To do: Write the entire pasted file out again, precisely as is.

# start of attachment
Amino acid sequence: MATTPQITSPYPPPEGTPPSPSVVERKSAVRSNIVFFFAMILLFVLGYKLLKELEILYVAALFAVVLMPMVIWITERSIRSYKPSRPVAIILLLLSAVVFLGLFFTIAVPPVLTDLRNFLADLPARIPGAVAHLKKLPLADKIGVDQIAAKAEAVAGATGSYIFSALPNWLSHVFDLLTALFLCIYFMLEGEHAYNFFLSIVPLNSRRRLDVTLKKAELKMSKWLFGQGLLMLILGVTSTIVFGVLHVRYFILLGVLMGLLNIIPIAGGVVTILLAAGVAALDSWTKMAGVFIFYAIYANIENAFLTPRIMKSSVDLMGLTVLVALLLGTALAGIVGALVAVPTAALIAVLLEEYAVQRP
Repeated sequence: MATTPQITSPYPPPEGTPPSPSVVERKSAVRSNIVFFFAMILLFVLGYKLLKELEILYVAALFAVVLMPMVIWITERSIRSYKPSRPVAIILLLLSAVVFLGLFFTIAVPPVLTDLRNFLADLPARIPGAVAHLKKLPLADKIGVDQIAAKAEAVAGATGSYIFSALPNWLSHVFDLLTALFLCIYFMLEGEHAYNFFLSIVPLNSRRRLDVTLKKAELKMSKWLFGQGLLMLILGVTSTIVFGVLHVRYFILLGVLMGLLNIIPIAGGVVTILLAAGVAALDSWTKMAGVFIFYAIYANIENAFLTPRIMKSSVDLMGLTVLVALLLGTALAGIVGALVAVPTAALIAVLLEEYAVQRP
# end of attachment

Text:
Amino acid sequence: MATTPQITSPYPPPEGTPPSPSVVERKSAVRSNIVFFFAMILLFVLGYKLLKELEILYVAALFAVVLMPMVIWITERSIRSYKPSRPVAIILLLLSAVVFLGLFFTIAVPPVLTDLRNFLADLPARIPGAVAHLKKLPLADKIGVDQIAAKAEAVAGATGSYIFSALPNWLSHVFDLLTALFLCIYFMLEGEHAYNFFLSIVPLNSRRRLDVTLKKAELKMSKWLFGQGLLMLILGVTSTIVFGVLHVRYFILLGVLMGLLNIIPIAGGVVTILLAAGVAALDSWTKMAGVFIFYAIYANIENAFLTPRIMKSSVDLMGLTVLVALLLGTALAGIVGALVAVPTAALIAVLLEEYAVQRP
Repeated sequence: MATTPQITSPYPPPEGTPPSPSVVERKSAVRSNIVFFFAMILLFVLGYKLLKELEILYVAALFAVVLMPMVIWITERSIRSYKPSRPVAIILLLLSAVVFLGLFFTIAVPPVLTDLRNFLADLPARIPGAVAHLKKLPLADKIGVDQIAAKAEAVAGATGSYIFSALPNWLSHVFDLLTALFLCIYFMLEGEHAYNFFLSIVPLNSRRRLDVTLKKAELKMSKWLFGQGLLMLILGVTSTIVFGVLHVRYFILLGVLMGLLNIIPIAGGVVTILLAAGVAALDSWTKMAGVFIFYAIYANIENAFLTPRIMKSSVDLMGLTVLVALLLGTALAGIVGALVAVPTAALIAVLLEEYAVQRP